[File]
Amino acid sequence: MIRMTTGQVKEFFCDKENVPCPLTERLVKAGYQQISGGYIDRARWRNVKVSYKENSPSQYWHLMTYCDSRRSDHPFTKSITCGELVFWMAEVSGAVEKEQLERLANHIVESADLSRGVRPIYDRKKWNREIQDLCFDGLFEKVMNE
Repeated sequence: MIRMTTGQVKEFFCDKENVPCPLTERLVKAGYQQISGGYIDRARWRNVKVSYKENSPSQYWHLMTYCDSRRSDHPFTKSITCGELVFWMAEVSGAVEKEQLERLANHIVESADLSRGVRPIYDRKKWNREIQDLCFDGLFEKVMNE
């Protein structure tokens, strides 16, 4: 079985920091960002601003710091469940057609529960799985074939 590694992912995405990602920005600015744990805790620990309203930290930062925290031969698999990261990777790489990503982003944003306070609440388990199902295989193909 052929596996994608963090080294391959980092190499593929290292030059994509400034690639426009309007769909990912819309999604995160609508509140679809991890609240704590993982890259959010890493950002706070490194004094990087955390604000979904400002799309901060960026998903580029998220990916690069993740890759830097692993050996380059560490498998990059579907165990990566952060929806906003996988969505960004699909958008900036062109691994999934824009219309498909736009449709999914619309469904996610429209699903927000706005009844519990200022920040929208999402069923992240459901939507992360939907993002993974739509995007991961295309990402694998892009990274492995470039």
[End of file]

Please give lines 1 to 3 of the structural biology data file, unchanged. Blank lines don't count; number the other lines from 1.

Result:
Amino acid sequence: MIRMTTGQVKEFFCDKENVPCPLTERLVKAGYQQISGGYIDRARWRNVKVSYKENSPSQYWHLMTYCDSRRSDHPFTKSITCGELVFWMAEVSGAVEKEQLERLANHIVESADLSRGVRPIYDRKKWNREIQDLCFDGLFEKVMNE
Repeated sequence: MIRMTTGQVKEFFCDKENVPCPLTERLVKAGYQQISGGYIDRARWRNVKVSYKENSPSQYWHLMTYCDSRRSDHPFTKSITCGELVFWMAEVSGAVEKEQLERLANHIVESADLSRGVRPIYDRKKWNREIQDLCFDGLFEKVMNE
């Protein structure tokens, strides 16, 4: 079985920091960002601003710091469940057609529960799985074939 590694992912995405990602920005600015744990805790620990309203930290930062925290031969698999990261990777790489990503982003944003306070609440388990199902295989193909 052929596996994608963090080294391959980092190499593929290292030059994509400034690639426009309007769909990912819309999604995160609508509140679809991890609240704590993982890259959010890493950002706070490194004094990087955390604000979904400002799309901060960026998903580029998220990916690069993740890759830097692993050996380059560490498998990059579907165990990566952060929806906003996988969505960004699909958008900036062109691994999934824009219309498909736009449709999914619309469904996610429209699903927000706005009844519990200022920040929208999402069923992240459901939507992360939907993002993974739509995007991961295309990402694998892009990274492995470039």